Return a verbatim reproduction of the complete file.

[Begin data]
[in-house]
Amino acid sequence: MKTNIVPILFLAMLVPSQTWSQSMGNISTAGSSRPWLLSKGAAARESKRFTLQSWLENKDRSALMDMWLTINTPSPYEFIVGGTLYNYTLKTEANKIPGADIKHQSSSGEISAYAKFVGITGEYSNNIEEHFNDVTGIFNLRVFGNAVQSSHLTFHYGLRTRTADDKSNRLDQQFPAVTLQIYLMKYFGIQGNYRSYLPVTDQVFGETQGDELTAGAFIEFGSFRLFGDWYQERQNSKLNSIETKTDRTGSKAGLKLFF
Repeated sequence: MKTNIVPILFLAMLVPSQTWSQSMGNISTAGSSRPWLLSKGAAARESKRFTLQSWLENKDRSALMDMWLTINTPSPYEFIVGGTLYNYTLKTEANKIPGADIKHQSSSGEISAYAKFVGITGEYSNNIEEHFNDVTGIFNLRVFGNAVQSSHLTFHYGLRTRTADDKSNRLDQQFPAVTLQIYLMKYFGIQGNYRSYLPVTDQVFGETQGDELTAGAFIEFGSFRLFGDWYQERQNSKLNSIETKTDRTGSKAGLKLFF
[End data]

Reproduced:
[in-house]
Amino acid sequence: MKTNIVPILFLAMLVPSQTWSQSMGNISTAGSSRPWLLSKGAAARESKRFTLQSWLENKDRSALMDMWLTINTPSPYEFIVGGTLYNYTLKTEANKIPGADIKHQSSSGEISAYAKFVGITGEYSNNIEEHFNDVTGIFNLRVFGNAVQSSHLTFHYGLRTRTADDKSNRLDQQFPAVTLQIYLMKYFGIQGNYRSYLPVTDQVFGETQGDELTAGAFIEFGSFRLFGDWYQERQNSKLNSIETKTDRTGSKAGLKLFF
Repeated sequence: MKTNIVPILFLAMLVPSQTWSQSMGNISTAGSSRPWLLSKGAAARESKRFTLQSWLENKDRSALMDMWLTINTPSPYEFIVGGTLYNYTLKTEANKIPGADIKHQSSSGEISAYAKFVGITGEYSNNIEEHFNDVTGIFNLRVFGNAVQSSHLTFHYGLRTRTADDKSNRLDQQFPAVTLQIYLMKYFGIQGNYRSYLPVTDQVFGETQGDELTAGAFIEFGSFRLFGDWYQERQNSKLNSIETKTDRTGSKAGLKLFF